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About the Story
A deity discovers and meets his destiny ... or not.
|Average Rating: |
Number of Reviews: 3
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Well, that was embarrassing.
I wrote a review of this game earlier, and had to rewrite it after a couple folks pointed out to me that the game is rather larger than I thought. If you think it has only two locations, look further. If you think it has only three locations, keep going. The game actually has an ending. I originally gave two stars, but now I'm giving four. And only one of those at most is meant to make up for my mistake with the last review.
All in all, it's a fairly polished and lovely vision of the divine. The player character is a god, or perhaps the original god, exploring his/her kingdom. The prose, including parser errors, is cleverly and beautifully constructed with all the trappings of religious reverence, mystery and vision. It's interactive scripture that draws on the most fantastic images from Abrahamic and Vedic texts alike.
So, four stars for polish, some mildly clever mechanics, and stellar prose. It misses out on the final star because it's too easy to play without realizing there's more to do than is immediately obvious(Spoiler - click to show), and because the ending falls too neatly into the old "It was all an anesthetically induced hallucination" trope.
I gave this game a try and - like lots of other players I guess - got stuck on the first two locations. After some help from the comments on this site I broke through and managed to visit and investigate more places until the end.
Every location was evocative, interesting and with lovely prose. The text tells only enough details for one to make a mental picture and fill in the details with imagination. The references to hinduism (as far as I can tell) add a layer of density and incentivize the player to look further and further. My experience with the locations, however, was not very interactive: I smelled, listened, touched... But could not affect the world in any way, making it feel like a walk through an intriguing landscape.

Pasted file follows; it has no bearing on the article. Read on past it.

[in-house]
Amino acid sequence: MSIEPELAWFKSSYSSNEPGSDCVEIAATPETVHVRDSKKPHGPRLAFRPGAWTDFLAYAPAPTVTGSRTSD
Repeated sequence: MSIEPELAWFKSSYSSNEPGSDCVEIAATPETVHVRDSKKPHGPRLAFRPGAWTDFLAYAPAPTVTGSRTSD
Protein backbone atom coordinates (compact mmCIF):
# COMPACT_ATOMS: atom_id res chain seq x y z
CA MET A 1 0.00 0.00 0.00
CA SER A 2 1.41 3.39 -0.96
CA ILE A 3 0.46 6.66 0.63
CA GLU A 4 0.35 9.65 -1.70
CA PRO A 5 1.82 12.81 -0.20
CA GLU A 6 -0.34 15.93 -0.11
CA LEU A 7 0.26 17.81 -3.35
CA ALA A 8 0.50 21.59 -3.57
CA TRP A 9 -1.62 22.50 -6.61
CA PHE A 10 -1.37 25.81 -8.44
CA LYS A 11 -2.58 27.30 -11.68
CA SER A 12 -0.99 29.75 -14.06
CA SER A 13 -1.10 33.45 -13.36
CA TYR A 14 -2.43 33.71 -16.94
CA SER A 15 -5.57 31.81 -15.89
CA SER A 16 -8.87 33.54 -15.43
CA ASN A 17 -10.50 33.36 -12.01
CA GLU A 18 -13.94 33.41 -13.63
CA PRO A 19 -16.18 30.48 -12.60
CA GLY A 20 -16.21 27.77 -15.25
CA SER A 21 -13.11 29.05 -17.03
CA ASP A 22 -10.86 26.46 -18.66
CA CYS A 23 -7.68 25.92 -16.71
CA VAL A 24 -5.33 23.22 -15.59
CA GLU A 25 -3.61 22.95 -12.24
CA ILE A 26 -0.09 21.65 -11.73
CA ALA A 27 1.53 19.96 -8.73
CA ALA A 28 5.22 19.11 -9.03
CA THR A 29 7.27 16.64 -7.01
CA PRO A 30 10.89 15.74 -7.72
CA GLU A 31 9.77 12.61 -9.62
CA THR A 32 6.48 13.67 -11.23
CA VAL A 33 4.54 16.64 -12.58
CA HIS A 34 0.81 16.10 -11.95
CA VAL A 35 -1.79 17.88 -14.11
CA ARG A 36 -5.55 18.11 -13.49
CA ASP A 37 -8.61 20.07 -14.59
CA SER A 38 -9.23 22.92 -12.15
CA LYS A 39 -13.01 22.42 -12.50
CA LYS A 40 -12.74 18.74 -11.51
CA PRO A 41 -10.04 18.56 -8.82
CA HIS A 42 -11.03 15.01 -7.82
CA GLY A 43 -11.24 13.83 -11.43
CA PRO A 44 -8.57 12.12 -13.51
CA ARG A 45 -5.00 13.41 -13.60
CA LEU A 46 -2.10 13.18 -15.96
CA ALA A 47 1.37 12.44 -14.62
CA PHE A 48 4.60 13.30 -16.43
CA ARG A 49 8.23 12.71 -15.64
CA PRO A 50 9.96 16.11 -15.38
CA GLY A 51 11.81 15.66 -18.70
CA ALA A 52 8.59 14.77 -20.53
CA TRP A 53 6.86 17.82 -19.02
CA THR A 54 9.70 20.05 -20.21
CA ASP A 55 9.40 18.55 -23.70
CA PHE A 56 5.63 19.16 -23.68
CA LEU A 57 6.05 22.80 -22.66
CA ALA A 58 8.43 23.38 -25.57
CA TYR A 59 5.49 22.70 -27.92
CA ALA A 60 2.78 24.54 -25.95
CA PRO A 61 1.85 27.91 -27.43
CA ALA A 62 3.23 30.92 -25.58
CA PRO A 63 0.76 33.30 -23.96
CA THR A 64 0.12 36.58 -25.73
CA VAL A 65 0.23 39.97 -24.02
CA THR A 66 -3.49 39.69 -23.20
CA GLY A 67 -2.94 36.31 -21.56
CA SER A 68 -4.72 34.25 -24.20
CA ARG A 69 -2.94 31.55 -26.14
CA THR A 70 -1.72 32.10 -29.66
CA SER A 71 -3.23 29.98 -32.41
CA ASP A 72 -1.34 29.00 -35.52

On the minus side, I dearly missed an "about" command that would point me in the right direction on the first steps (there's a response to "help", very much in character) and more details on possible alternate endings. Because of not really knowing what and if there is something beyond my experience, I refrain from giving a score.
game gets 1 star for intriguing concept
1 star withheld for subverting the game's own premise: narrator micromanaging an all powerful entity to the point of rendering it impotent
1 star withheld for not introducing the game in a manner that prepares the player for the significant deviation from standard IF gameplay: usual verbs, ways of interacting with the world, etc...
1 star withheld for not only not providing a hint option for the frustrated player, but being unable to find a walkthru online to even get past the second room.
1 star withheld for contemptuous sink-swim attitude towards player: it's great the other reviewer had people reach out to him/her; it should not take a village to play an IF game.
|Violet, by Jeremy Freese|
Average member rating: (341 ratings)
Calm down. All you have to do is write a thousand words and everything will be fine. And you have all day, except it's already noon. [blurb from IF Comp 2008]
|Shrapnel, by Adam Cadre|
Average member rating: (158 ratings)
|All Roads, by Jon Ingold|
Average member rating: (144 ratings)
"Wave a circle round him thrice, And close your eyes with holy dread For he on honey-dew hath fed And drunk the milk of paradise." [--blurb from Competition Aught-One]